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Hero

February 8, 2005

I finally had the chance to check out Hero, the chinese folk tale that ranked high on the “best of 2004” lists for a lot of people. Overall, I enjoyed the movie. Perhaps because I’d heard it talked up so much I came out of it somewhat less impressed than I thought I’d be.

The acting in the film was of high quality, if subdued. The roles portrayed in the film weren’t as explored as fully as I might have liked to see, but the essence of each of the main characters came across through the fight scenes and background information made available to the audience.

The sets were simply amazing. While the wirework was competent and the martial arts well choreographed, the true art of this film was the set piece locations in which the fights took place. A funeral bier on a pond, a clearing strewn with fallen leaves, and a simple sandy pit all become somehow more mysterious and grand thanks to the incredible care taken in putting them together.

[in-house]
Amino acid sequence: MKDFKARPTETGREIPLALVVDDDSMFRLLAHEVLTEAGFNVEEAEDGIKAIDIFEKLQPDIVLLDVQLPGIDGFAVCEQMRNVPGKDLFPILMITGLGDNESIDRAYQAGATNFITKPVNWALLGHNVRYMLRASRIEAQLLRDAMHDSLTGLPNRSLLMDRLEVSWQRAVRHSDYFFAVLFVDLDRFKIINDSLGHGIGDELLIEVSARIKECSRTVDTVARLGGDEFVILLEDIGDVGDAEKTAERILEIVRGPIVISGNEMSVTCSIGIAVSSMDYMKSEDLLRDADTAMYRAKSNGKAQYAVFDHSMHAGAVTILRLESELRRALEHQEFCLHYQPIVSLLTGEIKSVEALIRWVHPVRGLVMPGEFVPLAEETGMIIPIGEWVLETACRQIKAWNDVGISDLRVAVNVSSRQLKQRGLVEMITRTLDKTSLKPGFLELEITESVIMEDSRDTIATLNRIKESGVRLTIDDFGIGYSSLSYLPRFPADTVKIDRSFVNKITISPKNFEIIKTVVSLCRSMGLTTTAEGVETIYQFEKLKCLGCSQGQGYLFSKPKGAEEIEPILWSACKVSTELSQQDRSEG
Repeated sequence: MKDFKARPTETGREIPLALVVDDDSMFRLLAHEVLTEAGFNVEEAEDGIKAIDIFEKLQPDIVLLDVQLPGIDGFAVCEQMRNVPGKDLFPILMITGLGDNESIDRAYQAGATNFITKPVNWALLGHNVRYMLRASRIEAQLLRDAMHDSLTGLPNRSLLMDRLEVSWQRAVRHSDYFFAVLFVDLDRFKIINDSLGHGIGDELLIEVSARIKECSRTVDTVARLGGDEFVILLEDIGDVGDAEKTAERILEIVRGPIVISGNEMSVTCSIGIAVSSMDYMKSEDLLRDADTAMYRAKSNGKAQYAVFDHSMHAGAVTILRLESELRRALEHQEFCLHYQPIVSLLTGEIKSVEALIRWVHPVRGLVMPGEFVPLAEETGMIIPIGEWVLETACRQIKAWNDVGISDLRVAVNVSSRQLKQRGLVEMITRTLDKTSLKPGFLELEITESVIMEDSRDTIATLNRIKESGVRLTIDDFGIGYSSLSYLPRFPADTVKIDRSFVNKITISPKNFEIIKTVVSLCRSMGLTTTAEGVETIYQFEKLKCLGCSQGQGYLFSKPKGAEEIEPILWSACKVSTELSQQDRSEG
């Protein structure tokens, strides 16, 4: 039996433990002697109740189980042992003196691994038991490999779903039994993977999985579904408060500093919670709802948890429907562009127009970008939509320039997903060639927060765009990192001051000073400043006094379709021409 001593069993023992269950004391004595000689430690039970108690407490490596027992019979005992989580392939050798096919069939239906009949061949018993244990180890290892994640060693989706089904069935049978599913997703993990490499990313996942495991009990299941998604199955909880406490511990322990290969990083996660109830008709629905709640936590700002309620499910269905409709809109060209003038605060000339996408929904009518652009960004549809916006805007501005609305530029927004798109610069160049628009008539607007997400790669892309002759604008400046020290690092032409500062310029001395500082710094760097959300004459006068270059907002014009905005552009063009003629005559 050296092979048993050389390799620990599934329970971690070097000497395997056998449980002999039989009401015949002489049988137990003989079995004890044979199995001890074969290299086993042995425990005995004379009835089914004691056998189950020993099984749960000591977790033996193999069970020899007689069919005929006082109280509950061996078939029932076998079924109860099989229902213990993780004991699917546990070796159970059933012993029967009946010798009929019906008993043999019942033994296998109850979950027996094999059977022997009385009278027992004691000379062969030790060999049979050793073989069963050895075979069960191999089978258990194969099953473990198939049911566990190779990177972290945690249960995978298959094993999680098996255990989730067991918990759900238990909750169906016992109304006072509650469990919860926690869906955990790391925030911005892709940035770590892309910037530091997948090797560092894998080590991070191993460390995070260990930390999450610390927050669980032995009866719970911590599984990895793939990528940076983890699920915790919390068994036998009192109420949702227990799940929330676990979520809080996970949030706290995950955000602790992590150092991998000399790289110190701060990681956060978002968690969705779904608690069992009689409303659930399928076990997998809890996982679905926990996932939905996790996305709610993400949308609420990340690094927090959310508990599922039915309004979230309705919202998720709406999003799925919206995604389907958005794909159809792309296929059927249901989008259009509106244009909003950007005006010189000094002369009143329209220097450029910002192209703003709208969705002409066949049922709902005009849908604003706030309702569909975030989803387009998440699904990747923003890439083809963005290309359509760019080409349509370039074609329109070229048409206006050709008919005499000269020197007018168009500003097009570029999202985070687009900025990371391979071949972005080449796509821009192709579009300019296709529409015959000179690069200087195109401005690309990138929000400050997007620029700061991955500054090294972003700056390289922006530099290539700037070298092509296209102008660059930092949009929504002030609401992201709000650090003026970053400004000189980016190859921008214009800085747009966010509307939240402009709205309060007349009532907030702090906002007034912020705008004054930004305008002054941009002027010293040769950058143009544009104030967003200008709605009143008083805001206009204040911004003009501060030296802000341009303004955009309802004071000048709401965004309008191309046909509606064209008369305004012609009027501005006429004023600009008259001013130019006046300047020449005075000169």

The editing and camerawork were also stunning and imparted a mystical, dreamlike quality to the picture.

As the artistic retelling of a Chinese folk tale, I enjoyed it. Given that I wasn’t expecting that when I rented it and began watching it, I simply wasn’t in the right frame of mind. My understanding grew as I watched, though, and I came away pleased by the beauty of the story.

I’m not sure I’d want to watch the movie again soon, but for a quiet Friday night at home Hero was just the ticket.

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